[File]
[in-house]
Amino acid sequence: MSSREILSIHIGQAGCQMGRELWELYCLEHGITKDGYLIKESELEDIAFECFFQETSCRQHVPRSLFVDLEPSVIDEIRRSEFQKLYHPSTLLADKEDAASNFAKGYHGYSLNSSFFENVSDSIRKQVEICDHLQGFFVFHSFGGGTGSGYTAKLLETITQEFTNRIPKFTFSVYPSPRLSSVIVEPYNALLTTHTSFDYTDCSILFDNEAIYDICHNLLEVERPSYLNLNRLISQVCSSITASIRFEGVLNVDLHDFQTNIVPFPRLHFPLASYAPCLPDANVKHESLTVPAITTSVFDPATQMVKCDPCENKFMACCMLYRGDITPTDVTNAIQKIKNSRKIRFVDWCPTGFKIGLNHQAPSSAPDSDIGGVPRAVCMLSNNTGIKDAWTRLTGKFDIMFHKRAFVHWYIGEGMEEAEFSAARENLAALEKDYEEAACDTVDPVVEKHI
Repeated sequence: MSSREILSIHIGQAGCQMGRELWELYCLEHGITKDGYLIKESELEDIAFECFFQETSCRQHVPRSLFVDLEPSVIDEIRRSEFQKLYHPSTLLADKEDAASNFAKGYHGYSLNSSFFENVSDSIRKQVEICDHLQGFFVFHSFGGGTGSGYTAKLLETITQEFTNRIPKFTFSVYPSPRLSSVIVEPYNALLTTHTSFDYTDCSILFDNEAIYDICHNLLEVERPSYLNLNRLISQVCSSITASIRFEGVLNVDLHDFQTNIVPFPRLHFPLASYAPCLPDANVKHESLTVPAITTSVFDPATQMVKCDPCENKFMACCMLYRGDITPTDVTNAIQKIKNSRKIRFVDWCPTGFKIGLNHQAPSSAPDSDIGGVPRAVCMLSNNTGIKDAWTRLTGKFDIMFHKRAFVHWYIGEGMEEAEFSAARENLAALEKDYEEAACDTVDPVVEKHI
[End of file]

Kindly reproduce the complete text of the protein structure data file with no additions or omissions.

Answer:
[in-house]
Amino acid sequence: MSSREILSIHIGQAGCQMGRELWELYCLEHGITKDGYLIKESELEDIAFECFFQETSCRQHVPRSLFVDLEPSVIDEIRRSEFQKLYHPSTLLADKEDAASNFAKGYHGYSLNSSFFENVSDSIRKQVEICDHLQGFFVFHSFGGGTGSGYTAKLLETITQEFTNRIPKFTFSVYPSPRLSSVIVEPYNALLTTHTSFDYTDCSILFDNEAIYDICHNLLEVERPSYLNLNRLISQVCSSITASIRFEGVLNVDLHDFQTNIVPFPRLHFPLASYAPCLPDANVKHESLTVPAITTSVFDPATQMVKCDPCENKFMACCMLYRGDITPTDVTNAIQKIKNSRKIRFVDWCPTGFKIGLNHQAPSSAPDSDIGGVPRAVCMLSNNTGIKDAWTRLTGKFDIMFHKRAFVHWYIGEGMEEAEFSAARENLAALEKDYEEAACDTVDPVVEKHI
Repeated sequence: MSSREILSIHIGQAGCQMGRELWELYCLEHGITKDGYLIKESELEDIAFECFFQETSCRQHVPRSLFVDLEPSVIDEIRRSEFQKLYHPSTLLADKEDAASNFAKGYHGYSLNSSFFENVSDSIRKQVEICDHLQGFFVFHSFGGGTGSGYTAKLLETITQEFTNRIPKFTFSVYPSPRLSSVIVEPYNALLTTHTSFDYTDCSILFDNEAIYDICHNLLEVERPSYLNLNRLISQVCSSITASIRFEGVLNVDLHDFQTNIVPFPRLHFPLASYAPCLPDANVKHESLTVPAITTSVFDPATQMVKCDPCENKFMACCMLYRGDITPTDVTNAIQKIKNSRKIRFVDWCPTGFKIGLNHQAPSSAPDSDIGGVPRAVCMLSNNTGIKDAWTRLTGKFDIMFHKRAFVHWYIGEGMEEAEFSAARENLAALEKDYEEAACDTVDPVVEKHI